Thursday, February 4
When anyone replies to a matter before he hears the facts, it is foolish and humiliating.
Before delving into a discussion of the Bible’s viewpoint on a certain topic, we do well to try to determine what our listener really believes. Otherwise, we might spend a lot of time refuting an idea that he never believed in the first place! Tactful questions can help us to learn why a person believes what he does. For instance, what if someone we meet in the ministry says that he does not believe in God? It might be easy to assume that the person has been influenced by secular views, such as the theory of evolution. However, some people have lost faith in God because of the intense suffering they have personally seen or experienced. They may find it hard to reconcile such suffering with the existence of a loving Creator. Therefore, well-thought-out questions may help us to determine the best way to assist the person.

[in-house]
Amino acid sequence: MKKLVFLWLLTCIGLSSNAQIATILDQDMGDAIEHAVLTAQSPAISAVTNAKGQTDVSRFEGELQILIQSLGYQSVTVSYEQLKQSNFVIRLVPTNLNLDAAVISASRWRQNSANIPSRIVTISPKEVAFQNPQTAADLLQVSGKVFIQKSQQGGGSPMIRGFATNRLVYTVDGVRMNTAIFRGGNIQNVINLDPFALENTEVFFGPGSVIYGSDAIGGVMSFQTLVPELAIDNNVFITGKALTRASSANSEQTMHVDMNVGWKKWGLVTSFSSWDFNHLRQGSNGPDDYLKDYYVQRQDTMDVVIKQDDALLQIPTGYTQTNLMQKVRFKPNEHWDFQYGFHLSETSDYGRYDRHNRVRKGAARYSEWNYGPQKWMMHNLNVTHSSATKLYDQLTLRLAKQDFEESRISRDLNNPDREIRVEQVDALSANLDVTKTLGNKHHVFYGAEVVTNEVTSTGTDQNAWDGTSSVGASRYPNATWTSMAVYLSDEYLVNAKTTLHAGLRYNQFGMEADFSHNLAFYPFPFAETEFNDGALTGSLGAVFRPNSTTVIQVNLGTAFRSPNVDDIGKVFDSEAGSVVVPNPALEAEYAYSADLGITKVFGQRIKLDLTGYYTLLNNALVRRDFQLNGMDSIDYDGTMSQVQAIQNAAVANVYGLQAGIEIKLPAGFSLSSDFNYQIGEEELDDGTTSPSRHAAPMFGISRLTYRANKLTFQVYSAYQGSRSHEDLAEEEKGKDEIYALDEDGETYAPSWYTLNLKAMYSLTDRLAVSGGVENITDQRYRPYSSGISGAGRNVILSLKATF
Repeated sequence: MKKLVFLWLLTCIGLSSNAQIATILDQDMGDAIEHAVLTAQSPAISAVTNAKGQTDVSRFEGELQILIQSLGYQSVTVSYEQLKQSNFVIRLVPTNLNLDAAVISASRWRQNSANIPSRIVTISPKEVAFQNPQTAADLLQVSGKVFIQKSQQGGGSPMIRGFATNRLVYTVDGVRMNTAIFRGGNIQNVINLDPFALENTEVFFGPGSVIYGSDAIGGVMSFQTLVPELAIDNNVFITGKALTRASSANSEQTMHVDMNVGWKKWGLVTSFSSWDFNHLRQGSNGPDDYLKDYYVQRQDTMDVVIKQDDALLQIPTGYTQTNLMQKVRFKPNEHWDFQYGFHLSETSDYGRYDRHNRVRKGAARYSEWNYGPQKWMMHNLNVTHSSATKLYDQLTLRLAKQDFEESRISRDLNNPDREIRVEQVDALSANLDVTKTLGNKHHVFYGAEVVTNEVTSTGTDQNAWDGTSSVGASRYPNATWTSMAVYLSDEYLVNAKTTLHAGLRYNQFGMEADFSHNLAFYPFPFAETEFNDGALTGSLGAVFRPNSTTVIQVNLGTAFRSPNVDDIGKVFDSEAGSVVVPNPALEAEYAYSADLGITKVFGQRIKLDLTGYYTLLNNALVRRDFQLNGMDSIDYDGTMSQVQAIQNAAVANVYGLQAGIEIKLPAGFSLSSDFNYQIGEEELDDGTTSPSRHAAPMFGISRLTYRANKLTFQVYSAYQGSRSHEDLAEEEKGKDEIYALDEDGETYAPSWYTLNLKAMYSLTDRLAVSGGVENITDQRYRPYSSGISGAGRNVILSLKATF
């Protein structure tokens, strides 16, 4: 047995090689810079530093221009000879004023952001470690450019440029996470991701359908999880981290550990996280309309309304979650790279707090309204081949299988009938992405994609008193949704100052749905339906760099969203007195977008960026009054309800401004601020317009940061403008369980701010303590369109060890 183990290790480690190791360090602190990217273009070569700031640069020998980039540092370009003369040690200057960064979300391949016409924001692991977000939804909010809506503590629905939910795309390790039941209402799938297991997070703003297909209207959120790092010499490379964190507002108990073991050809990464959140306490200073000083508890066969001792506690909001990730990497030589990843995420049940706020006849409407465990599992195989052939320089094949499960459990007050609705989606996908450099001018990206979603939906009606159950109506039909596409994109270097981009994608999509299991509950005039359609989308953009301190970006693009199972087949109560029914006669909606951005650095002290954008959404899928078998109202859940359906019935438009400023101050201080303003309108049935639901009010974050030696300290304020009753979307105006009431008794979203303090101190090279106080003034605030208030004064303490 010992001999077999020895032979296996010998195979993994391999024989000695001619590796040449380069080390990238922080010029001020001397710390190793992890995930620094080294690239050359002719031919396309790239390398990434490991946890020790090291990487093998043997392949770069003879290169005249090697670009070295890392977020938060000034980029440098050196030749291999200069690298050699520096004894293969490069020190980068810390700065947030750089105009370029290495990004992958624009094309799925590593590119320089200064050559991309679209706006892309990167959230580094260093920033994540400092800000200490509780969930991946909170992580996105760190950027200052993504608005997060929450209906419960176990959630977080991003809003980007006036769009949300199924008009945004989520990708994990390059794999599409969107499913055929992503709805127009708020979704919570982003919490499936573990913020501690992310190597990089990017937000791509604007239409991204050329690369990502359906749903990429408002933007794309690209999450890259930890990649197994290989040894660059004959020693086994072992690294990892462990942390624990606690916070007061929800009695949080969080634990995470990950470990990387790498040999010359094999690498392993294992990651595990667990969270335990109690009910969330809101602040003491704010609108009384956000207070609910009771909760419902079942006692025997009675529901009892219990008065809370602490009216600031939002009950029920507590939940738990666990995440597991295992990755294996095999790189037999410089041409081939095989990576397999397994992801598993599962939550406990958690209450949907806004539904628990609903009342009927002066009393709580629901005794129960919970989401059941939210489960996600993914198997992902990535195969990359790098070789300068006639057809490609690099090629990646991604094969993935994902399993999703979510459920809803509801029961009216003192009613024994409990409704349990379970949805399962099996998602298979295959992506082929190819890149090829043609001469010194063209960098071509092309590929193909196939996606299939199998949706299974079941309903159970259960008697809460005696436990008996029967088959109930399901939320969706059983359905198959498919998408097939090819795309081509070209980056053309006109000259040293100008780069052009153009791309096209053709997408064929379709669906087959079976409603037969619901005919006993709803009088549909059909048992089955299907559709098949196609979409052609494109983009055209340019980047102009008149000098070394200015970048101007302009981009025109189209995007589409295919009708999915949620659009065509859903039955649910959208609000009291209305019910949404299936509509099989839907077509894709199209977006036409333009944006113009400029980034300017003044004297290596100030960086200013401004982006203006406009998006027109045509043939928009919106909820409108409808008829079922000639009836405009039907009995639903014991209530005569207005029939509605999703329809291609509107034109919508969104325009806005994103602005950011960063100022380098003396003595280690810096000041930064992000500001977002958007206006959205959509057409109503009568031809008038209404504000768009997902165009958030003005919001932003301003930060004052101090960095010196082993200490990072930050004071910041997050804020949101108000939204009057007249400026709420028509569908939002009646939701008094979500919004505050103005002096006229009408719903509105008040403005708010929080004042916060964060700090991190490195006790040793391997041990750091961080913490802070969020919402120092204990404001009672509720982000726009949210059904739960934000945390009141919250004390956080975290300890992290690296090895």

It may be that you might have an occasion to speak with an elder or family member who is a Witness concerning some of the Watchtower’s teachings. And like the Daily Text comment states, the use of tactful questions might be an effective way to get them to reason on their own beliefs.
For example, you might ask them: Do you think people have already received the figurative 666 marking on their hand or forehead? Get them to thinking. They might not even realize that the Watchtower claims that the marking began in 1922.
Or, if they say that they believe what the Watchtower teaches, then you might ask them what they think the mark signifies. If they agree the 666 mark symbolizes that a person has received the sentence of permanent death —as it surely does since the scripture says their names are not written down in the book of life —then ask them why Jehovah’s Witnesses preach a message of salvation to a world of people who have already been irrevocably doomed to the lake of fire? Perhaps if they think about it they may realize the absurdity of the Watchtower’s teaching.
Or, along another line of reasoning, you might ask them if they think there is going to be another world war. If they think it is possible, show them from the Reasoning book where it states that there cannot be another world war.
For sure, posing questions is a less offensive way to try to get people to think, as opposed to simply preaching at them. It is true with non-believers as well as Jehovah’s Witnesses.
Here are some more questions you might consider.